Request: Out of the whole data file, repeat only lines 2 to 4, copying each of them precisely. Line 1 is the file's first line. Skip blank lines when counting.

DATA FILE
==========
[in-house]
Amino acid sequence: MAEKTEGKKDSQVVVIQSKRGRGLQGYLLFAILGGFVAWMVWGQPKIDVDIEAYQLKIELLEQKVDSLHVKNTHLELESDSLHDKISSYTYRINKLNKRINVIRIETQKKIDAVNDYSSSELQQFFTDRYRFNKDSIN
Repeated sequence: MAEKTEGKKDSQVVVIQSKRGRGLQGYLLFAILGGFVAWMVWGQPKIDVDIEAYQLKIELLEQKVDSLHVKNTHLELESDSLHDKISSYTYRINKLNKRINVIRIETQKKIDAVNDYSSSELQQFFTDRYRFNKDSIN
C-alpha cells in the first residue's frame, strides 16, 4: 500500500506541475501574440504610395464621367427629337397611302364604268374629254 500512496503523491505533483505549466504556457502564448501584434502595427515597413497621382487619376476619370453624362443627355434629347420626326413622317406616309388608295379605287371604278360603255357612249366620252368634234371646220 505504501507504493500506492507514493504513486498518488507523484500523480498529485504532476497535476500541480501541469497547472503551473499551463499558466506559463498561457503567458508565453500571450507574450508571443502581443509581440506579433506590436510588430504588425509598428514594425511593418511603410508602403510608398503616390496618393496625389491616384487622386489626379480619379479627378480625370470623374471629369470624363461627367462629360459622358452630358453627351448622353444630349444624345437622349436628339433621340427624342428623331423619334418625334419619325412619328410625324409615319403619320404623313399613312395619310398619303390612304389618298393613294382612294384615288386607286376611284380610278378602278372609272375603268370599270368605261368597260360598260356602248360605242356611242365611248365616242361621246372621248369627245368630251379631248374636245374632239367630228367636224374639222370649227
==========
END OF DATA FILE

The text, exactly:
Amino acid sequence: MAEKTEGKKDSQVVVIQSKRGRGLQGYLLFAILGGFVAWMVWGQPKIDVDIEAYQLKIELLEQKVDSLHVKNTHLELESDSLHDKISSYTYRINKLNKRINVIRIETQKKIDAVNDYSSSELQQFFTDRYRFNKDSIN
Repeated sequence: MAEKTEGKKDSQVVVIQSKRGRGLQGYLLFAILGGFVAWMVWGQPKIDVDIEAYQLKIELLEQKVDSLHVKNTHLELESDSLHDKISSYTYRINKLNKRINVIRIETQKKIDAVNDYSSSELQQFFTDRYRFNKDSIN
C-alpha cells in the first residue's frame, strides 16, 4: 500500500506541475501574440504610395464621367427629337397611302364604268374629254 500512496503523491505533483505549466504556457502564448501584434502595427515597413497621382487619376476619370453624362443627355434629347420626326413622317406616309388608295379605287371604278360603255357612249366620252368634234371646220 505504501507504493500506492507514493504513486498518488507523484500523480498529485504532476497535476500541480501541469497547472503551473499551463499558466506559463498561457503567458508565453500571450507574450508571443502581443509581440506579433506590436510588430504588425509598428514594425511593418511603410508602403510608398503616390496618393496625389491616384487622386489626379480619379479627378480625370470623374471629369470624363461627367462629360459622358452630358453627351448622353444630349444624345437622349436628339433621340427624342428623331423619334418625334419619325412619328410625324409615319403619320404623313399613312395619310398619303390612304389618298393613294382612294384615288386607286376611284380610278378602278372609272375603268370599270368605261368597260360598260356602248360605242356611242365611248365616242361621246372621248369627245368630251379631248374636245374632239367630228367636224374639222370649227